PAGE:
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See Wendy the Snapple Lady Now, 30 Years Later.

She answered real Snapple fan mail in those famous commercials.

If you were alive during the '90s, you probably remember "the Snapple Lady." Sitting behind a desk that was too tall for her and addressing the camera at eye level, Wendy Kaufman read and answered real Snapple fan mail in the drink company's ads. The TV spots were a major boon for the company and helped put Snapple, which was founded in 1972, on the pop culture map in a big way. Kaufman played the affable mascot in 37 commercials across three years, all while dealing with some personal struggles that fans were surprised to hear about later.

Read on to learn more about how the Snapple Lady came to be and what Kaufman is up to now.

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Kaufman wasn't an actor but a real Snapple employee.

Wendy Kaufman, the Snapple Lady
Steve Eichner/Getty Images

Kaufman joined the Snapple team in the early 90s. In a blog post for the website Kosher Spirit, Kaufman explained that Snapple co-founder Arnie Greenberg was one of her father's good friends and so landing a job with the burgeoning drink company was pretty easy.

But Kaufman wasn't hired as a spokesperson just then. She initially worked in shipping and would often sift through the tons of fan letters the brand received, according to Eater.

"Snapple was becoming very popular and we began to receive lots of mail from happy customers," Kaufman wrote on Kosher Spirit. "We were a growing company and employees were busy with their chores. No one wanted to answer the mail, so I started doing it. I would not only write, but also call, and consumers were delighted to know that someone was really reading their mail."

A marketing firm had the idea to make Kaufman the friendly face of the company.

Wendy Kaufman
Sylvain Gaboury/FilmMagic

"I wrote one fan letter to Greg Brady—Barry Williams—when I was a kid," Kaufman told Eater of her new passion. "So, when I started to get the mail at Snapple and thought back to writing a fan letter that I never got a reply to, I could sympathize. I cared about people. I was not an actress. I just loved them."

As the same outlet reports, Snapple's marketing firm decided to pitch an ad campaign that was centered on Snapple fans and starred Kaufman.

"Our ad agency's plan was to make it look like Snapple had no ad agency," said Jon Bond, of the agency Kirshenbaum Bond + Partners. "It was way ahead of its time. When we proposed Wendy as the spokesperson… [Snapple] wanted supermodels. We said, 'Look, the average woman in America is a size 12.'"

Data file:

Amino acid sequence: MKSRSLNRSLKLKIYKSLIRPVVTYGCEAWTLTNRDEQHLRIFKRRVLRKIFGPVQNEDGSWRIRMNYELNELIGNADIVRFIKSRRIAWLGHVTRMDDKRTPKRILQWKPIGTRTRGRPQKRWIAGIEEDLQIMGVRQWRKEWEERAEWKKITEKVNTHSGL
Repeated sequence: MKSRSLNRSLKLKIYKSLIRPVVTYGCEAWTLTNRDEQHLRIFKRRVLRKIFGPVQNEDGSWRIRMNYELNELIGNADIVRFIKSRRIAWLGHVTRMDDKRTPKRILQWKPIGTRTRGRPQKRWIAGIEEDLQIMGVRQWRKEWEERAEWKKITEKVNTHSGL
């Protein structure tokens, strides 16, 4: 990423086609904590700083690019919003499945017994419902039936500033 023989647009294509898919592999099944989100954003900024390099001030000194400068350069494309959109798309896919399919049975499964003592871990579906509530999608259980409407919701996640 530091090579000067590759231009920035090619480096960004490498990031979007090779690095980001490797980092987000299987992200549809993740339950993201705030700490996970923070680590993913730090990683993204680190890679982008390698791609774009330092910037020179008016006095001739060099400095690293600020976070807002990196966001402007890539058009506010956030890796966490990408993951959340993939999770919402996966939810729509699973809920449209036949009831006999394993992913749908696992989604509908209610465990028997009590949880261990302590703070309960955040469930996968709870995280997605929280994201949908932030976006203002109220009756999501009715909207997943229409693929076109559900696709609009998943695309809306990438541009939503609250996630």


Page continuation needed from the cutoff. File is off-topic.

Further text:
Kaufman was let go as the Snapple mascot when the company was sold to Quaker Oats, but they hired her back as a "goodwill ambassador" a few years later. She worked for the company until 2008.

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Kaufman credits her Snapple job with helping her stay sober.

In a 2016 interview with Oprah Winfrey for her series Oprah:Where Are They Now, Kaufman shared that she had battled substance and alcohol use disorder prior to becoming the company's mascot. She turned to drugs initially to help her lose weight. After nearly a decade, she sought help.

"I was so sick that it really did bring me to my knees," Kaufman told Winfrey. "I said to God on my knees, hysterical and crying, 'Either kill me or please help me get well. I cannot live like this for one second longer.'"

Soon after becoming sober, Kaufman got the Snapple gig and she credits being the Snapple Lady with helping her maintain her sobriety.

"The Snapple letter campaign became a crucial key to my recovery. By bringing joy to others, I increased the joy in my own life. I reached a point where I could look in the mirror and like what I saw," she wrote in Kosher Spirit.

"Snapple was much more than a job," she continued. "It was a lifeline and it was a way for me to stay sober and it was a vehicle for me to do wonderful nice things for other people."

Today, Kaufman is working on launching her own clothing company.

Though Kaufman wasn't an actor when she took the Snapple gig, her fame did lead her to make appearances in films including Vegas VacationEnough Already, and Funny Valentine.

You may also remember seeing her as one of the talking heads in the nostalgic VH1 series, I Love the 90s. While she participated in the weight loss reality show, Celebrity Fit Club, and in 2017, spoke about her issues with food addiction in an episode of the talk show The Doctors, Kaufman, who is 63, writes on her Linkedin page that she is "working on a line of clothing for larger women to exercise and feel comfortable in."

As for her current positions, Kaufman shares in her profile that she is on the board of Little Hill Alina Lodge, an addiction treatment center in New Jersey. She also notes that she is "self-employed" as a "Former Snapple Lady" and lives in New York City.

RELATED: What the Little Girl From Those '90s Pepsi Commercials Looks Like Now.

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